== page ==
- US retail sales: Tuesday, 12:30. U.S. retail sales gained 0.6% in August amid a buying spree of automobiles and a range of other goods. Economists expected a 0.3% increase as in July. Meanwhile core sales expanded 0.3% exceeding expectations for a 0.2% rise. Consumer sentiment also soared, hitting a 14-month high in September. However lack of real wage growth may weigh on retail sales in the future but the third quarter looks promising. Retail sales are expected to decline by 0.1% , while core sales are predicted to rise 0.2%.
- US PPI: Tuesday, 12:30. Wholesale prices in the U.S. remained changed in August from the previous month, held back by a plunge in energy costs as well as indicating low inflation in the production pipeline. In the last 12 months, wholesale prices increased 1.8%. The PPI excluding food and energy inched 0.1% from the prior month. Producer prices are predicted to gain 0.1% this time.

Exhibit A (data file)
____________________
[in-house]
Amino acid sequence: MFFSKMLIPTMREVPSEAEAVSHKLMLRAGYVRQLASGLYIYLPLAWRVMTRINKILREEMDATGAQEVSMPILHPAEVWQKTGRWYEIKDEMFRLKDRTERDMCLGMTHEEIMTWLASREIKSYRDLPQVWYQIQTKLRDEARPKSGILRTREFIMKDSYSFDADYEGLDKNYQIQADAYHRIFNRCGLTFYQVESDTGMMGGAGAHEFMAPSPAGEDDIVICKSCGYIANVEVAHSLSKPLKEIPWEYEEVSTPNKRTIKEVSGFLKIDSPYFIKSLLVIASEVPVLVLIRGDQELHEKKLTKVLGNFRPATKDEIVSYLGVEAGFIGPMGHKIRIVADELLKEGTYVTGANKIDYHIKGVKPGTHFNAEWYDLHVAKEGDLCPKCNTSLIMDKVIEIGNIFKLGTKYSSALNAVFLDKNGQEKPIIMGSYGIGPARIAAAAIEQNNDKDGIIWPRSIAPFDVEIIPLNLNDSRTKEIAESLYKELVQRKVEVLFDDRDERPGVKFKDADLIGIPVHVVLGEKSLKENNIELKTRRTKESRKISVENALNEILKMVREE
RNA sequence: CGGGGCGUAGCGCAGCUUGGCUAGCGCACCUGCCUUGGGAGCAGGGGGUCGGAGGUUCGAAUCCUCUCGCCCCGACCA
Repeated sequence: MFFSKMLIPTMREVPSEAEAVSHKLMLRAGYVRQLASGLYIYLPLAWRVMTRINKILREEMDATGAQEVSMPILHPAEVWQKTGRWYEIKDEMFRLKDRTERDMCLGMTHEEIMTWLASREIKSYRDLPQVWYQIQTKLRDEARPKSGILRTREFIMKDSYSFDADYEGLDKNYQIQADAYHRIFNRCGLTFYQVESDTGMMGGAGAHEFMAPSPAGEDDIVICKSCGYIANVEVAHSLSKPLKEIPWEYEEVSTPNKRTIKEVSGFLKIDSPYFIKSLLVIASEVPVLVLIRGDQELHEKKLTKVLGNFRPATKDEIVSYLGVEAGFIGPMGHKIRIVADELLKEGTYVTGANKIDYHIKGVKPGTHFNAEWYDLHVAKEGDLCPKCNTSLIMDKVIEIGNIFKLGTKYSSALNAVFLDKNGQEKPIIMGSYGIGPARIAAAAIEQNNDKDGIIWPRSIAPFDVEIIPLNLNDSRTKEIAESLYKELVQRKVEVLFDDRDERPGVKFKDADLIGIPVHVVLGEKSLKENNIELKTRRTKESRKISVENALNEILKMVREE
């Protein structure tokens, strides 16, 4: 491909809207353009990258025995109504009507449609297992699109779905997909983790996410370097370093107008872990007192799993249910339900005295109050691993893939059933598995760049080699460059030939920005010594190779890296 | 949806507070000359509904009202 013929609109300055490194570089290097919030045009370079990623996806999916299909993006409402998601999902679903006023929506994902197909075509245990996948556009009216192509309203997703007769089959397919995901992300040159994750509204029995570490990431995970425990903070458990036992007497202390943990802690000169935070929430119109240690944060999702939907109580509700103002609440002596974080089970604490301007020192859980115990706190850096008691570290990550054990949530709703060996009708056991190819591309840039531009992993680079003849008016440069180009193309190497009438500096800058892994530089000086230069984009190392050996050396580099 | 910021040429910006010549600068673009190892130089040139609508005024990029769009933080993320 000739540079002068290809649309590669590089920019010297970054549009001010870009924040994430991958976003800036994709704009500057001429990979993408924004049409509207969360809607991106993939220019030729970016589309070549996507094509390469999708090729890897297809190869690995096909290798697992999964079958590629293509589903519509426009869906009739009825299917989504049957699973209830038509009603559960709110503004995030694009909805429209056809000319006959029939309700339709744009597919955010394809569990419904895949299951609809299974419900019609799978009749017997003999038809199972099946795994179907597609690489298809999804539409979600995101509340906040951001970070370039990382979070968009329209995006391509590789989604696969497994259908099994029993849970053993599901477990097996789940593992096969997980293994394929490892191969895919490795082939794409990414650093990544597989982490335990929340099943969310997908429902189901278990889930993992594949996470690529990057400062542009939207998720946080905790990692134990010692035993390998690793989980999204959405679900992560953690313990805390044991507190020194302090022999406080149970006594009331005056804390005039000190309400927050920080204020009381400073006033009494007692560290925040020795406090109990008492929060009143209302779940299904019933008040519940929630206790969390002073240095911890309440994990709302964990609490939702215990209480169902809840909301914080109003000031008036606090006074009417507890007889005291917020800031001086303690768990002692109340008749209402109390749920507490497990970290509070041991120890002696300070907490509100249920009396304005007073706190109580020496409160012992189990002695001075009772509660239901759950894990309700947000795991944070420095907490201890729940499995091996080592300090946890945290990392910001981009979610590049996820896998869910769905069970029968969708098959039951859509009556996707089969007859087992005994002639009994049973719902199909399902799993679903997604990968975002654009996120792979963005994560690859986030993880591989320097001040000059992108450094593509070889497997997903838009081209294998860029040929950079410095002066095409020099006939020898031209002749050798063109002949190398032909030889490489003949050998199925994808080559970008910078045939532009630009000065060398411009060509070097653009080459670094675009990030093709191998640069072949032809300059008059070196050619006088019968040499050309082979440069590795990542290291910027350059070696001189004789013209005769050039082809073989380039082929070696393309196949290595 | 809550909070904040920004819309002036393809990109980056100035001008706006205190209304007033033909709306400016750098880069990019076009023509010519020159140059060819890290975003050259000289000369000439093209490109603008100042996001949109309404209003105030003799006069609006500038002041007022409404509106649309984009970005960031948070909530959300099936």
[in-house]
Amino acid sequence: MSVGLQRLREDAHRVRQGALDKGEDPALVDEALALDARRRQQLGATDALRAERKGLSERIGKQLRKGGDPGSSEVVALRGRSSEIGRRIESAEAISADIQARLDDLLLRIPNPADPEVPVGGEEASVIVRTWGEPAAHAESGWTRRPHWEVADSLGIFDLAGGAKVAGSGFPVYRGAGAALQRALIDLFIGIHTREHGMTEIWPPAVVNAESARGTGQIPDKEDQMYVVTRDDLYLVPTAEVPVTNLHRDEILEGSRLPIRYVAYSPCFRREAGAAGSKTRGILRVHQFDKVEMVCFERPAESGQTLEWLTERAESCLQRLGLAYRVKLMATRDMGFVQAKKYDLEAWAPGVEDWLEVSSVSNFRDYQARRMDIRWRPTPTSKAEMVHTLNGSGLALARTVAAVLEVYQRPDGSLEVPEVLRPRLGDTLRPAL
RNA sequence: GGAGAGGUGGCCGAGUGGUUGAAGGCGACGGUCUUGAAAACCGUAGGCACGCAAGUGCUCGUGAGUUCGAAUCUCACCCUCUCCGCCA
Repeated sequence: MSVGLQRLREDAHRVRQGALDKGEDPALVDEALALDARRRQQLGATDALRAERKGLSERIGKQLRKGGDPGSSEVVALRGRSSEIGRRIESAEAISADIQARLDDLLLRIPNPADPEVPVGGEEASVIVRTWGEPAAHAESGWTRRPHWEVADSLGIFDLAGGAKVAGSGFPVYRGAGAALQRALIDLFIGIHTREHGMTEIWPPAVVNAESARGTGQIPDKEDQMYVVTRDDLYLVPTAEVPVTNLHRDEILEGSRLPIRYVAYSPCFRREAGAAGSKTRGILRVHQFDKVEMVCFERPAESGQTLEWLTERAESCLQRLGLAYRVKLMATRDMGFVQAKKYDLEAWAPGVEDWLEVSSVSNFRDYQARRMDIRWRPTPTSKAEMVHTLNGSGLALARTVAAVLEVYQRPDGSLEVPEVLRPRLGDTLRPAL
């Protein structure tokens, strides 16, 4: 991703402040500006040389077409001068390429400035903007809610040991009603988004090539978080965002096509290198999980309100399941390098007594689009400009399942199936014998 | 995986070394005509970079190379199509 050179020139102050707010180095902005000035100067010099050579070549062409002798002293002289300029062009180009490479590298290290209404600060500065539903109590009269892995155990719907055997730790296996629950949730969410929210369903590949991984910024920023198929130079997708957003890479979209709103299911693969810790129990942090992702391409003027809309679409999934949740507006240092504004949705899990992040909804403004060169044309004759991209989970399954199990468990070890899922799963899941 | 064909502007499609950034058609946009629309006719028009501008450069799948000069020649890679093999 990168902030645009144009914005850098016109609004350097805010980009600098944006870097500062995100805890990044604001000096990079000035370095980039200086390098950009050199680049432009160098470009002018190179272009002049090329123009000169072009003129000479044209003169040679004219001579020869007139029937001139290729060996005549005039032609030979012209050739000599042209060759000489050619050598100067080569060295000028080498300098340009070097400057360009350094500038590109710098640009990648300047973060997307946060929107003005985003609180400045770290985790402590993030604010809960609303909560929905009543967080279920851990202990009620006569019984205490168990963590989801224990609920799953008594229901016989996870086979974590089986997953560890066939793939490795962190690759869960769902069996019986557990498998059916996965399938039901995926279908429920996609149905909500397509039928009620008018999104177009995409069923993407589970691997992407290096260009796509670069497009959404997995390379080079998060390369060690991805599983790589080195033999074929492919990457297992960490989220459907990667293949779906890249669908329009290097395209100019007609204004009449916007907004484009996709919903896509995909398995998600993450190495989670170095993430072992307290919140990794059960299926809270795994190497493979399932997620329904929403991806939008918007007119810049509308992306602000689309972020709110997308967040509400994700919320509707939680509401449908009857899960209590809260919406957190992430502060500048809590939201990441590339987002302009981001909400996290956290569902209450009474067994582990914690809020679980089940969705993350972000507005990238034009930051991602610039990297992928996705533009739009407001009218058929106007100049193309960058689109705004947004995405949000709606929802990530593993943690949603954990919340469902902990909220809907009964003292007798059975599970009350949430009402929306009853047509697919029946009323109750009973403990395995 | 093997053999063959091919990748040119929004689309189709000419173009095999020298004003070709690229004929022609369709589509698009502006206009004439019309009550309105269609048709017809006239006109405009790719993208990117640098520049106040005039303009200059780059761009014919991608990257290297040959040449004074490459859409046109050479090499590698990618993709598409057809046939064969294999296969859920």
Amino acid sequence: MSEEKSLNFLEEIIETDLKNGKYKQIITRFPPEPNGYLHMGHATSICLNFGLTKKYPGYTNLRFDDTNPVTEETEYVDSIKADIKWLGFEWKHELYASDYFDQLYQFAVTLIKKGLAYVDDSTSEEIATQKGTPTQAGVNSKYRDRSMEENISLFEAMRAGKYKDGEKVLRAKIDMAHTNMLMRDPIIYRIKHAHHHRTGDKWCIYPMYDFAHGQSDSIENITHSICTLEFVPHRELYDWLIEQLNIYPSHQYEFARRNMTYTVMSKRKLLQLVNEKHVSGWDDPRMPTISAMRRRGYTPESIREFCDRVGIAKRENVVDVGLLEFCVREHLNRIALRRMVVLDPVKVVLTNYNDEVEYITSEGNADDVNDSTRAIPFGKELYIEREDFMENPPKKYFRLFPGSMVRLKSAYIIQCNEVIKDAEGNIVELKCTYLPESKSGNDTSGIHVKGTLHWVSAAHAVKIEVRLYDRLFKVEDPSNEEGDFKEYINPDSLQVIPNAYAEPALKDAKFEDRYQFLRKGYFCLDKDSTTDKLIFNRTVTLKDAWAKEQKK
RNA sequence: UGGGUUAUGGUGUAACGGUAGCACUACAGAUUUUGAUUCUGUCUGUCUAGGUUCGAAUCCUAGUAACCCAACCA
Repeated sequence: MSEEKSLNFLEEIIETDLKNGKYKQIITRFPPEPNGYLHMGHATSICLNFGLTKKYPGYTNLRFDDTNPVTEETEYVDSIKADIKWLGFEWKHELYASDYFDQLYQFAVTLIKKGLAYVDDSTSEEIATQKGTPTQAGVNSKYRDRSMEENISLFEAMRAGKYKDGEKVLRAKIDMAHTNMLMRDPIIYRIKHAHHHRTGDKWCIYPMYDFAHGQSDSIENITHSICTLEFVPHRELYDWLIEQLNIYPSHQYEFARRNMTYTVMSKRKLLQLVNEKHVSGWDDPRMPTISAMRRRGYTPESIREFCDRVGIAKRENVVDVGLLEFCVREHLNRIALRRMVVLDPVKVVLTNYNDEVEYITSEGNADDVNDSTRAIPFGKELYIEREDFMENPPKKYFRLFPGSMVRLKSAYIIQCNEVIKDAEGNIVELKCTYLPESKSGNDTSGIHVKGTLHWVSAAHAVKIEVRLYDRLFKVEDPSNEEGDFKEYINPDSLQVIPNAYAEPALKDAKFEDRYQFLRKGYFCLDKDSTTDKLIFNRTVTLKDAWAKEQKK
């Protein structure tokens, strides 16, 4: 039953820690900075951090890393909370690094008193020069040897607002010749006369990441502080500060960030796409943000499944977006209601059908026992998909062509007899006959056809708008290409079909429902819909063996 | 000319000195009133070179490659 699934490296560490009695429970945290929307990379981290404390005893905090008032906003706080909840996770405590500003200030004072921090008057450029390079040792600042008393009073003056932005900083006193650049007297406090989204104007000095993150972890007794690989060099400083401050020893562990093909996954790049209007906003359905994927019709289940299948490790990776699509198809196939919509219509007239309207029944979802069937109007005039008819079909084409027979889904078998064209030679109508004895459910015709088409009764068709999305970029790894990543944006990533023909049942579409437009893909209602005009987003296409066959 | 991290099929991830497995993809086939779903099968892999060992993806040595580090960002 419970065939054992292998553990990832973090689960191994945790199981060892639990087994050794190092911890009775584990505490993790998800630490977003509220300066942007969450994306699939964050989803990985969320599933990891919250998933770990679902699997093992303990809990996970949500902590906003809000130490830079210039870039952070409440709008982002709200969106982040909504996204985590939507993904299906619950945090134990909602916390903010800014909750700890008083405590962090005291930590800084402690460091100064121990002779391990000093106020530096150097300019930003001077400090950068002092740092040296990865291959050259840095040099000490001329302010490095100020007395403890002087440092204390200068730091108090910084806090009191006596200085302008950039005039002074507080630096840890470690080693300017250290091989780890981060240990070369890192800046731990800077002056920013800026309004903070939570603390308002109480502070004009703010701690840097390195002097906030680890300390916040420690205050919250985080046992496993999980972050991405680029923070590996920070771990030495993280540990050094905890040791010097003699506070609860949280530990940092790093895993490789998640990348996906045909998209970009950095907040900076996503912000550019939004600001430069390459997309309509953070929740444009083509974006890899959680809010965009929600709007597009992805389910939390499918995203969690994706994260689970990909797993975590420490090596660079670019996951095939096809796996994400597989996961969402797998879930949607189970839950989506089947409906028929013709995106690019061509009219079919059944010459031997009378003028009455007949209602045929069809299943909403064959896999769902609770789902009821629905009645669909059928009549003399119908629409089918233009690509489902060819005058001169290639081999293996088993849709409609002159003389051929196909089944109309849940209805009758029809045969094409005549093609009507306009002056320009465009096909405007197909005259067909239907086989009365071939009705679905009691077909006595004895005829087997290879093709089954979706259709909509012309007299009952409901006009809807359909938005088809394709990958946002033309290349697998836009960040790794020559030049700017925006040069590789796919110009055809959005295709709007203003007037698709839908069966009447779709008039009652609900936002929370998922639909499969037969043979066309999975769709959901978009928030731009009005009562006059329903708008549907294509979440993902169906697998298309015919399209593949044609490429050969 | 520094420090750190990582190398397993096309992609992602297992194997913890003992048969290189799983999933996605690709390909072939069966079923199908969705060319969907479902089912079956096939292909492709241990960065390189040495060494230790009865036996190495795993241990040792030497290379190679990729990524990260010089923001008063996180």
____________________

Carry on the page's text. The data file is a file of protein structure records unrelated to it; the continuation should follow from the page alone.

- US Unemployment Claims: Thursday, 12:30. Fewer Americans filed claims for unemployment benefits last week, reducing the average number of applications to the lowest level in eight years reaching 287,750. Applications declined 1,000 to 287,000 last week, suggesting employers keep their workers, expecting continued economic growth including expansion in hiring. The number of people receiving benefits has also fallen steadily to just 2.38 million in the week ended Sept. 27. Jobless claims are expected to reach 286,000 this week.